Most Chinese and Myanmar students are Dai people and som

of them are relatives, so the close ties between them are not broken by national borders. What th

e school has been doing is to further strengthen the special bond between the two peoples,” he said.

The school has preschool classes and first through third grades and all classes are taught in Chinese, Dai dialect and Burm

ese, Sun said, adding that students can take advantage of free tuition and nutritious breakfasts.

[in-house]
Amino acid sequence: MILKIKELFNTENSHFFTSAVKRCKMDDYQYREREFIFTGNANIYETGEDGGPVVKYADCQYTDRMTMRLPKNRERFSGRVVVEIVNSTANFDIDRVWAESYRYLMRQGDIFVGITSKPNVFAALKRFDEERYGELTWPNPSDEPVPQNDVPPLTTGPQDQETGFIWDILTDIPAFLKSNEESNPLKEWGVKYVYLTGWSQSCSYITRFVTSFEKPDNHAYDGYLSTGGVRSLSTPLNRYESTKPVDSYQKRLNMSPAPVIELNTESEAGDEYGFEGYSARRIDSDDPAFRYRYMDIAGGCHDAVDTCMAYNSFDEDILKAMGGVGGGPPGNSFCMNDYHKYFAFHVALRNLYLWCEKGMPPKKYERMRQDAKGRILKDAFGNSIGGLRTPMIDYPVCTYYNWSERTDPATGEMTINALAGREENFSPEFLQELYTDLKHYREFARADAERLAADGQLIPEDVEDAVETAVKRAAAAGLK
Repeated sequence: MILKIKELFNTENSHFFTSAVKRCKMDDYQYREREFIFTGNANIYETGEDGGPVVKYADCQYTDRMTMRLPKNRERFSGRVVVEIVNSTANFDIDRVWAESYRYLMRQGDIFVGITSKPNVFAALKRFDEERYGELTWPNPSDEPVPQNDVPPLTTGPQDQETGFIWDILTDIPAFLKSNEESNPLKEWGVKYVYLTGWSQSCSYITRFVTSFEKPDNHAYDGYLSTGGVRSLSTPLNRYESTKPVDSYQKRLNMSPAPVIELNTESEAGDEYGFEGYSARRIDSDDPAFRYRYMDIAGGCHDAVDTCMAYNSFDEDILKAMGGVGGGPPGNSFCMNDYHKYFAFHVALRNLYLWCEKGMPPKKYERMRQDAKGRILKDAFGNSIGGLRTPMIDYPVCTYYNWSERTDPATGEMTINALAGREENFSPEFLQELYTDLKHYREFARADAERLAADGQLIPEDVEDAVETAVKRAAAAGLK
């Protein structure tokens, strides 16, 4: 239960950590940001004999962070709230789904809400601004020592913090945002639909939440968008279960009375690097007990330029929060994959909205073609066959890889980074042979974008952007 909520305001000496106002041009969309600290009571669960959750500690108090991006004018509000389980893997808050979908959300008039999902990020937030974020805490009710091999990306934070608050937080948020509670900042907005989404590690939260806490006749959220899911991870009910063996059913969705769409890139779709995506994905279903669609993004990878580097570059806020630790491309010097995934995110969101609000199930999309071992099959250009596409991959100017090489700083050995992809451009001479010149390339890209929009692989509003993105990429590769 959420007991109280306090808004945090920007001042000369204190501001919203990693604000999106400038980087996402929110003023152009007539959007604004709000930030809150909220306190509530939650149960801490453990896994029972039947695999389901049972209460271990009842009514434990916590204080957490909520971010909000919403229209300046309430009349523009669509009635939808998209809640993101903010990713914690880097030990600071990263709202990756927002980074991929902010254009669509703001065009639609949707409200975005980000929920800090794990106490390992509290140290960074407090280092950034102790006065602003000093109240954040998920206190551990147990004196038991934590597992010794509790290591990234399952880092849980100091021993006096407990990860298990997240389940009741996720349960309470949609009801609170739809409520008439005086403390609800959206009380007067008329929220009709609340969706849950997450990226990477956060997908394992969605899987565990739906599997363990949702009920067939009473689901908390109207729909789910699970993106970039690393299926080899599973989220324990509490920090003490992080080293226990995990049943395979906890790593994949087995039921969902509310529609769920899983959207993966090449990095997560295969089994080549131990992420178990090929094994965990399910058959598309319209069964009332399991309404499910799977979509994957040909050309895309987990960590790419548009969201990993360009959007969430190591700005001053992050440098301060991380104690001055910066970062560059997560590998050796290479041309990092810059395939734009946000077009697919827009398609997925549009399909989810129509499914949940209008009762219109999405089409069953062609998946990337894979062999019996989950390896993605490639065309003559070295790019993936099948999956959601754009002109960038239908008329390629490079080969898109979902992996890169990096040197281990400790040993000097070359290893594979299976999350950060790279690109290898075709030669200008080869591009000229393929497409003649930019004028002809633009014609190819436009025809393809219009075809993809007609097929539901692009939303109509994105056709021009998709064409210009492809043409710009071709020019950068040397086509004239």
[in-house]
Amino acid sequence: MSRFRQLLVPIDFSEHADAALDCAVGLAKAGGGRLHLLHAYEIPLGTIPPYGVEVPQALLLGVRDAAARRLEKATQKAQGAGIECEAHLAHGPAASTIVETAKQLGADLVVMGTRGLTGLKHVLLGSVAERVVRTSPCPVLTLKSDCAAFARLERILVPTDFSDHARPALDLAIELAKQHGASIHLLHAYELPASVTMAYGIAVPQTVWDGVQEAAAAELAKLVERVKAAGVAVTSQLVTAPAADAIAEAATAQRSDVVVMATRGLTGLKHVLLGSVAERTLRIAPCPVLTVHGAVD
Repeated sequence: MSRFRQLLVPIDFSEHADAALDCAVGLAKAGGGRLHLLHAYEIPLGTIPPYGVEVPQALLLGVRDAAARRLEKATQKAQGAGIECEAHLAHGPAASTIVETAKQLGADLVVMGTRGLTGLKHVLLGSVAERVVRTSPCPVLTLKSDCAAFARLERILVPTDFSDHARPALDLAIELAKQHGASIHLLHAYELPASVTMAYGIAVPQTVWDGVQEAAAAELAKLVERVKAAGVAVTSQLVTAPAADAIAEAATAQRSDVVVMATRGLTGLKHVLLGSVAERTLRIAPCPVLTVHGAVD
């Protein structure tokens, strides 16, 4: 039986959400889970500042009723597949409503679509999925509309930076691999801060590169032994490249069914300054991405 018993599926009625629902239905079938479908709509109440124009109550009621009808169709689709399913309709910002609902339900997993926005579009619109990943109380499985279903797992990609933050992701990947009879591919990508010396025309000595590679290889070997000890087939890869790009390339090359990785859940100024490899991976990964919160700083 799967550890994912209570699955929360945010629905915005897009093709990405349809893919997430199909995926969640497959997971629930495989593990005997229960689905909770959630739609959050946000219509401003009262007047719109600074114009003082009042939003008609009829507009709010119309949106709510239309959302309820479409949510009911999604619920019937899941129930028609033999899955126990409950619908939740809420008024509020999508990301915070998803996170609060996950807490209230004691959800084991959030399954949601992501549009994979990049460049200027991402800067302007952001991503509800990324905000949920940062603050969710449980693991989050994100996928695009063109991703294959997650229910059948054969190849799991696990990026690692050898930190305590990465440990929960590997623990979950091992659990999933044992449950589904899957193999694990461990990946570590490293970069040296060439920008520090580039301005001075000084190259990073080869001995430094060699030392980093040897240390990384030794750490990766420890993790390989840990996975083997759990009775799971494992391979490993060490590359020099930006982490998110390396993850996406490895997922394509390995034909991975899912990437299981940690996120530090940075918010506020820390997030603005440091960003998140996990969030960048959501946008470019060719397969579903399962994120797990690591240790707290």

Jie En, 11, a Myanmar student at the school, said, “The teachers do not

treat us differently because we come from a different country, and people cannot tell wh

ether we are from China or Myanmar because we can also speak fluent Chinese.”

Myanmar students only need to show proof of identification and a b

irth certificate to register at the school and are allowed four entries into China a day, he said.

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